(I know, it's supposed to be Mixology Monday, not Mixology Friday, but it took a few days for me to straggle over.)
This month's theme suited me fairly well, as I had a couple of drinks on standby that fit the theme quite well, to wit -- "your variation of a classic recipe, or compare several variations of the same recipe, or anything really," as detailed by this month's host Jimmy Patrick of Jimmy's Cocktail Hour. Here's one I've mentioned in here before, but as it's one of my favorite recent variations I thought I'd give it another go. Sorry to flog this one again, but being sick for the last week left me little opportunity for experimentation, alas.
Several years ago, someone emailed me a recipe for a cocktail along with a story. According to the story, Rat Pack denizen Peter Lawford was fond of drinking one particular cocktail, and any Vegas bartender who didn't know it would end up having Lawford talk him through it. Whether it was his own invention or not was unclear, but I have yet to find a reference to it anywhere, or to the Lawford story. The cocktail had a very simple recipe:
2 ounces gin.
1 ounce Cointreau.
2 dashes pastis.
Rinse the glass with pastis and discard excess. Combine remaining ingredients with ice and shake for 10-12 seconds. Garnish with an orange peel.
Wesly and I tried it and rather liked it, and we credit the Preview Cocktail for being a big factor in moving us toward an appreciation of the joys of gin.
After our 2004 trip to Ireland to see Planxty, I started thinking about how some of those flavors would work with whiskey, and after a bit of experimentation came up with this one. Use a good, spicy orange bitters like Regans' (and I'd love to try this with Angostura Orange Bitters, if they'd hurry up and release them over here!). Mix it up and raise your glass to Van the Man. It's a long way to Buffalo, and a long long way to Belfast city too ...
St. Dominic's Preview
2 ounces Tullamore Dew Irish whiskey.
1/2 ounce Grand Marnier.
2 dashes orange bitters.
2 dashes Herbsaint, Pernod or other pastis.
Dash the pastis into a chilled cocktail glass and swirl around to coat. Discard the excess (or leave it in, if you like). Combine remaining ingredients in a mixing glass and stir for 30 seconds. Strain into the pastis-coated glass, and garnish with a curly orange twist.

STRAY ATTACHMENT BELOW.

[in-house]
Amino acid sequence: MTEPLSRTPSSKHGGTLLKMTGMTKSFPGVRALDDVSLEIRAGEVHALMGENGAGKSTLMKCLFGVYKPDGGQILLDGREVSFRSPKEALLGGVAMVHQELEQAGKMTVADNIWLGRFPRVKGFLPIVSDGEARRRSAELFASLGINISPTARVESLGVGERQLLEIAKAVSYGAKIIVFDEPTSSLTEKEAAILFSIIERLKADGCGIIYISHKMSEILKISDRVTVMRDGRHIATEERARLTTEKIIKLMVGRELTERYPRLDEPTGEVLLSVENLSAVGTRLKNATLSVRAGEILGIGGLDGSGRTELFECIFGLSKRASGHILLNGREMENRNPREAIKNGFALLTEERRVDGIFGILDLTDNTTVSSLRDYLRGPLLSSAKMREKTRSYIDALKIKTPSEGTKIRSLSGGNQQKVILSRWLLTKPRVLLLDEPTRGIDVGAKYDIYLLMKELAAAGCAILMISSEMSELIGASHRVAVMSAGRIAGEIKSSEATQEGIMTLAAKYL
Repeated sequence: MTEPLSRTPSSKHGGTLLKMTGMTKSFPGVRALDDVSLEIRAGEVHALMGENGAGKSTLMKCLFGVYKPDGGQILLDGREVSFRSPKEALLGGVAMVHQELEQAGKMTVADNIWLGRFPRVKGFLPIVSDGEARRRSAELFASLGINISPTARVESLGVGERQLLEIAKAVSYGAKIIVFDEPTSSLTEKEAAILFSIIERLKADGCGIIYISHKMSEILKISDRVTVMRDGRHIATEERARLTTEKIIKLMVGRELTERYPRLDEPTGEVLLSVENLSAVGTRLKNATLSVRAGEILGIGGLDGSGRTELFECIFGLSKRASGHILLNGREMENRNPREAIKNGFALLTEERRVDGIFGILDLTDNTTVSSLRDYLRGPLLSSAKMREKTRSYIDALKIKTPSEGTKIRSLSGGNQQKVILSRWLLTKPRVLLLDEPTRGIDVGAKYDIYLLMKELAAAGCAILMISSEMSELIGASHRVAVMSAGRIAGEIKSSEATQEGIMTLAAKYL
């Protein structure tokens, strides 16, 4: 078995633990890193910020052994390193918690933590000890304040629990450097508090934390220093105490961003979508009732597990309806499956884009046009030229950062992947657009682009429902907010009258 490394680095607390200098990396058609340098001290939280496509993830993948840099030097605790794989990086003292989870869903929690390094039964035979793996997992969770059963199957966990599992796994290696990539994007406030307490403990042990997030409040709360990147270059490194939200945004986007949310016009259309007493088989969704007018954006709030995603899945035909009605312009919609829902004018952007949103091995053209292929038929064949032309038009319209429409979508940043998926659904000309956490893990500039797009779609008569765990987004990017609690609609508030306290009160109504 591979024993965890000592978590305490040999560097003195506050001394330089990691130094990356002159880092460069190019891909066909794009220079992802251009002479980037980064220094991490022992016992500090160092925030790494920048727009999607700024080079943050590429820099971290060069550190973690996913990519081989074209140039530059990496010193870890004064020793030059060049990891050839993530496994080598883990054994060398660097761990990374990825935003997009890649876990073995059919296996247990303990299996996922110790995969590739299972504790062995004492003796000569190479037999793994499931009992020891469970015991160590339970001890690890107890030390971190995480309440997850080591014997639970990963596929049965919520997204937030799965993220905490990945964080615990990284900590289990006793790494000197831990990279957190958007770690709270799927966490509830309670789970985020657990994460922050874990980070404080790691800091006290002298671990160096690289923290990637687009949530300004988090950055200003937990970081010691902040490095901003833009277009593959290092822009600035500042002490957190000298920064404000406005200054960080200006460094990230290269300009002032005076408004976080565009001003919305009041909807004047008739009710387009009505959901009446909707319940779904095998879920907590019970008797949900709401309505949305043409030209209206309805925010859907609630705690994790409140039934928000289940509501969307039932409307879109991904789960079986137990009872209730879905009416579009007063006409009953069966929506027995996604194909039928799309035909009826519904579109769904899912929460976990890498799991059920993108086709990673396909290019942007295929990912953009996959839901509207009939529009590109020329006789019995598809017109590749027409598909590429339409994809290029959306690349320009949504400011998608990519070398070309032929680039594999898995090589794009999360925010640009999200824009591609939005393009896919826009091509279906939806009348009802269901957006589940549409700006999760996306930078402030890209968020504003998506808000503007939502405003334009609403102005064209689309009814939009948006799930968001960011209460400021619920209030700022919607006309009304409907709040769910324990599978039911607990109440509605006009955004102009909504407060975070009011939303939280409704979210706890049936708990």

One more that I'd flogged a couple of times on the blog before too -- as long as I'm lazily blogflogging cocktails we might as well toss this one back into the pond. In fact, it came up again here about four months ago, but perhaps the MxMO post might give it an opportunity to make it out to more readers than the handful o' yas who hang out here.
It's a pretty durn good drink, I think, and ended up becoming a favorite of one particular country and Western musician who visited our place once. Guys in his line of work might think such a drink to be "girly," yet after finishing his first and raving about it, he asked for two more. Yee-haw!
The original recipe came from a book I found on antique cocktail shakers, and I was taken with the name -- Tiger Lillet. (I'm always up for an awful pun.) The name was great, but something about the recipe looked a bit strange. They listed it as "1/3 Lillet, 1/3 Van der Hum, 1/6 Maraschino syrup." Hmm, well, that's only 5/6 of a drink. And "Maraschino syrup"? Do they mean that red crap in the jar of "maraschino" cherries? Or did they mean a true cherry syrup? Fortunately some digging on the web revealed the actual recipe, which was the winner of the World Cocktail Championship in London in 1952, created by a barman known to history only as "Mr. J. Jones." (Oh yeah, that guy!) Here's Mr. Jones' original:
1/3 Van der Hum.
1/6 Dry Vermouth.
Stir and strain. Serve with small piece of orange peel.
That looks a LOT better, and it's clear that Mr. Jones meant maraschino liqueur. However, at the time, I couldn't find any Van der Hum, which is a South African tangerine-spice liqueuer based on brandy, and at the time I really wasn't a fan of dry vermouth at all. I started tinkering, substituting for the Van der Hum a tangerine liqueur that I did have on hand, taking out the vermouth and adding something to give it a bit more oomph. I also needed a good name that was just as punny. Inspiration finally struck for the name, which came from someone I've oved and admired for a very long time and whose work has given me a great deal of enjoyment since childhood. And that's the truttthhhhhh.
The Lillet Tomlin
Offer your guests a gracious hello!
Then combine in a mixing glass:
1 ounce Lillet blanc.
1 ounce Mandarine Napoleon liqueur.
1/2 ounce Maraschino liqueur.
1/2 ounce Cognac.
Stir with ice and strain into a cocktail glass, then garnish with a brandied cherry and an orange wheel. Garnish additionally with two ringy-dingys and serve to the party to which you are speaking.
I managed to get this drink as close as two degrees of separation from its namesake. An old friend of mine was working as camera operator on a film starring Miss Tomlin a while back, and I gave him the recipe and the story behind it and asked him if he could pass it on to her. He did! She was "fascinated," very flattered and told him to thank me, but unfortunately this did not result in an invitation for me to come to the set and mix one for her. Sigh.
(OK, I promise not to post this one again for a long time.)
Don't forget to check out Jimmy's wrap-up post of all the MxMo "Variations" entries for this month, and Happy Mixlogy Monday (four days late)!